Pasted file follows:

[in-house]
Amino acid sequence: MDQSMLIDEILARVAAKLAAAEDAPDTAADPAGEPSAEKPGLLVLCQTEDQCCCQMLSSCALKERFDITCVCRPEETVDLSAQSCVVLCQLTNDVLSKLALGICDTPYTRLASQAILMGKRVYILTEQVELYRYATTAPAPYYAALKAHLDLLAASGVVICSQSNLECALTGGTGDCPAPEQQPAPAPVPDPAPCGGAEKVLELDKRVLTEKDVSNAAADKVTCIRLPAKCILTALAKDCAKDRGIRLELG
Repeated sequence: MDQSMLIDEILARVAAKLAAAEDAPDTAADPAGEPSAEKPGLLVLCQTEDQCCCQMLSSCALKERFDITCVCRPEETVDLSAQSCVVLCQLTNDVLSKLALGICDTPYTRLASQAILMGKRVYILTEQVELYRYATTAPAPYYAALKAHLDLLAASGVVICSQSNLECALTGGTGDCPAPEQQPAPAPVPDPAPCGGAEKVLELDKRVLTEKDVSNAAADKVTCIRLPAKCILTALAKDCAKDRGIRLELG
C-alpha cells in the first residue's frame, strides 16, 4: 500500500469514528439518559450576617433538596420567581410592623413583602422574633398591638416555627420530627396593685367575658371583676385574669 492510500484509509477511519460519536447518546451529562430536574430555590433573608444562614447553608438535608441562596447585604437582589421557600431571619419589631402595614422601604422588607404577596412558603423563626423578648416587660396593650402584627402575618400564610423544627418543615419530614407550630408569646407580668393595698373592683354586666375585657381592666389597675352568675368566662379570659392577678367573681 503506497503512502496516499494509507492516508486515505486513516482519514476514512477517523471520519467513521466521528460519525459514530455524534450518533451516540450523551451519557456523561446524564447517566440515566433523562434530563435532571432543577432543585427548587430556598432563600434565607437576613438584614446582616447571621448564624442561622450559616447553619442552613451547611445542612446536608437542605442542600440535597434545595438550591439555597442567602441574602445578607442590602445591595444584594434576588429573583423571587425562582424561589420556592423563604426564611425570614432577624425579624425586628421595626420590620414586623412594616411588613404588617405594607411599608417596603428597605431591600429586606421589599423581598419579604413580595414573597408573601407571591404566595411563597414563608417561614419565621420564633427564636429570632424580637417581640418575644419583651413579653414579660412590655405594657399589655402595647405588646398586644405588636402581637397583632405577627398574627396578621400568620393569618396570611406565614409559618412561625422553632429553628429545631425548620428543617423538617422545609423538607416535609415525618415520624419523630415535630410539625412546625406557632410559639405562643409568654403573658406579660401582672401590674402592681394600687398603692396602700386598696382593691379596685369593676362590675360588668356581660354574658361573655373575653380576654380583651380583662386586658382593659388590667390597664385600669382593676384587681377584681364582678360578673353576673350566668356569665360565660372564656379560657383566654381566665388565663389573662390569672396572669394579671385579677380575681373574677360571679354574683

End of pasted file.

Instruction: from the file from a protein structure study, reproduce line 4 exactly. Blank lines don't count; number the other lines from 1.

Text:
C-alpha cells in the first residue's frame, strides 16, 4: 500500500469514528439518559450576617433538596420567581410592623413583602422574633398591638416555627420530627396593685367575658371583676385574669 492510500484509509477511519460519536447518546451529562430536574430555590433573608444562614447553608438535608441562596447585604437582589421557600431571619419589631402595614422601604422588607404577596412558603423563626423578648416587660396593650402584627402575618400564610423544627418543615419530614407550630408569646407580668393595698373592683354586666375585657381592666389597675352568675368566662379570659392577678367573681 503506497503512502496516499494509507492516508486515505486513516482519514476514512477517523471520519467513521466521528460519525459514530455524534450518533451516540450523551451519557456523561446524564447517566440515566433523562434530563435532571432543577432543585427548587430556598432563600434565607437576613438584614446582616447571621448564624442561622450559616447553619442552613451547611445542612446536608437542605442542600440535597434545595438550591439555597442567602441574602445578607442590602445591595444584594434576588429573583423571587425562582424561589420556592423563604426564611425570614432577624425579624425586628421595626420590620414586623412594616411588613404588617405594607411599608417596603428597605431591600429586606421589599423581598419579604413580595414573597408573601407571591404566595411563597414563608417561614419565621420564633427564636429570632424580637417581640418575644419583651413579653414579660412590655405594657399589655402595647405588646398586644405588636402581637397583632405577627398574627396578621400568620393569618396570611406565614409559618412561625422553632429553628429545631425548620428543617423538617422545609423538607416535609415525618415520624419523630415535630410539625412546625406557632410559639405562643409568654403573658406579660401582672401590674402592681394600687398603692396602700386598696382593691379596685369593676362590675360588668356581660354574658361573655373575653380576654380583651380583662386586658382593659388590667390597664385600669382593676384587681377584681364582678360578673353576673350566668356569665360565660372564656379560657383566654381566665388565663389573662390569672396572669394579671385579677380575681373574677360571679354574683